More Than Just Play: University-Based, Multiple Intelligences–Inspired Toy Library

Mary Katherine Waibel Duncan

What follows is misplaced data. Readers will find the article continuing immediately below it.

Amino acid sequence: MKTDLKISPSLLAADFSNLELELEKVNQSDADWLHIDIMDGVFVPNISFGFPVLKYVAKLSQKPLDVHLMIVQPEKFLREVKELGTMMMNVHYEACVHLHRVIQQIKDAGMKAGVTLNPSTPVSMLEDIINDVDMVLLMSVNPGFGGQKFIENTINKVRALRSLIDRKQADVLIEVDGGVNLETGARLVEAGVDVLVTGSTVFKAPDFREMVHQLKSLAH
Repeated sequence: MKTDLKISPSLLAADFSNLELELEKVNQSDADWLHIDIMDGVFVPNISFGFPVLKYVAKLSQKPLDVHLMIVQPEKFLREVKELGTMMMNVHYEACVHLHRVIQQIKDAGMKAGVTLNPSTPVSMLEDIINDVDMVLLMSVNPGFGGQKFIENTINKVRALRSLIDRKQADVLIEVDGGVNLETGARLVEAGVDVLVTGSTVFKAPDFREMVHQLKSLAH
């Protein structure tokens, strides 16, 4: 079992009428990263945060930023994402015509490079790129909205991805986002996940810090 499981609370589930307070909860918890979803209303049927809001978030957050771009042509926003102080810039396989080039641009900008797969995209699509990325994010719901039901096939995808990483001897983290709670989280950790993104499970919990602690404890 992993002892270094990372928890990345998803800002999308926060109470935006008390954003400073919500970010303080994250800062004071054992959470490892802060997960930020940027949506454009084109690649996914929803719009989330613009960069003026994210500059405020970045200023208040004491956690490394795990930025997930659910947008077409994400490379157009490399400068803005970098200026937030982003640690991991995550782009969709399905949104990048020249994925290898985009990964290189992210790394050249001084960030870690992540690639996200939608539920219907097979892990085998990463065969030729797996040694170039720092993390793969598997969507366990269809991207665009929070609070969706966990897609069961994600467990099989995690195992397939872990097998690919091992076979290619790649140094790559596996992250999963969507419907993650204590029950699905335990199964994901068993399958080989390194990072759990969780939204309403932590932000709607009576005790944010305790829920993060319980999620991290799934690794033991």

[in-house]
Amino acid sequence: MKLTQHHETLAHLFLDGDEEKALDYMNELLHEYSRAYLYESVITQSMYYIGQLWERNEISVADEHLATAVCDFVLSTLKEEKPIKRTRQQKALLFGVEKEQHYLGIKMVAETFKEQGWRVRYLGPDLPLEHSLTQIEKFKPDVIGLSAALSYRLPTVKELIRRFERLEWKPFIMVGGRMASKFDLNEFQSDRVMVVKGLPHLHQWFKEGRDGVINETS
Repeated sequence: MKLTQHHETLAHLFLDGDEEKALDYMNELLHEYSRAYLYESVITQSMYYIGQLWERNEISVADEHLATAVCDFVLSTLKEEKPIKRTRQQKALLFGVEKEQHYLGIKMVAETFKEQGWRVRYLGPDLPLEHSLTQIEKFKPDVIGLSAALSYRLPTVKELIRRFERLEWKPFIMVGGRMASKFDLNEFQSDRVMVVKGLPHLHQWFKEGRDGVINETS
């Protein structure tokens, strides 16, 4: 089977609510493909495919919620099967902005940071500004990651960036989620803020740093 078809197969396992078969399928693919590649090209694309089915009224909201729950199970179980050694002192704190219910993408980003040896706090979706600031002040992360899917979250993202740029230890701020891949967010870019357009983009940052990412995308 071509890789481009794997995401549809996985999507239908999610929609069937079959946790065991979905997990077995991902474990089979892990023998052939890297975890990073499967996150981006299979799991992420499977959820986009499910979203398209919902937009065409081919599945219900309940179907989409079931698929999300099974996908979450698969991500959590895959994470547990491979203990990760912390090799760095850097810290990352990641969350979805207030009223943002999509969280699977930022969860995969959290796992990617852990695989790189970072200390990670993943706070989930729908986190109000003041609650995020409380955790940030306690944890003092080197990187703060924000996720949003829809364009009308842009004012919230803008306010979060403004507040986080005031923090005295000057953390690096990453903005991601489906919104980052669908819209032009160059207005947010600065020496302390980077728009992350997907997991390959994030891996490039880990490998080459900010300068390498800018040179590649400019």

In an unpublished master’s thesis, Julia E. Moore described the history of toy libraries in the United States. According to Moore, the first known toy library appeared in Los Angeles in 1935 during the Great Depression to afford children free access to games and toys. Toy libraries became more widespread in the 1960s and 1970s as women increasingly entered the workforce, the number of preschools and daycare programs grew, and the Children’s Services Division (now ALSC) of the American Library Association supported the practice of loaning play materials. In the 1980s, lekoteks, or toy libraries that provide children with a disability access to specialized play materials and offer families professional advice about supporting their children’s development through play, were introduced to America. Today, supported by organizations such as the USA Toy Library Association (, the National Lekotek Center (, and the International Toy Library Association (, thousands of toy libraries with widely varying missions exist worldwide.

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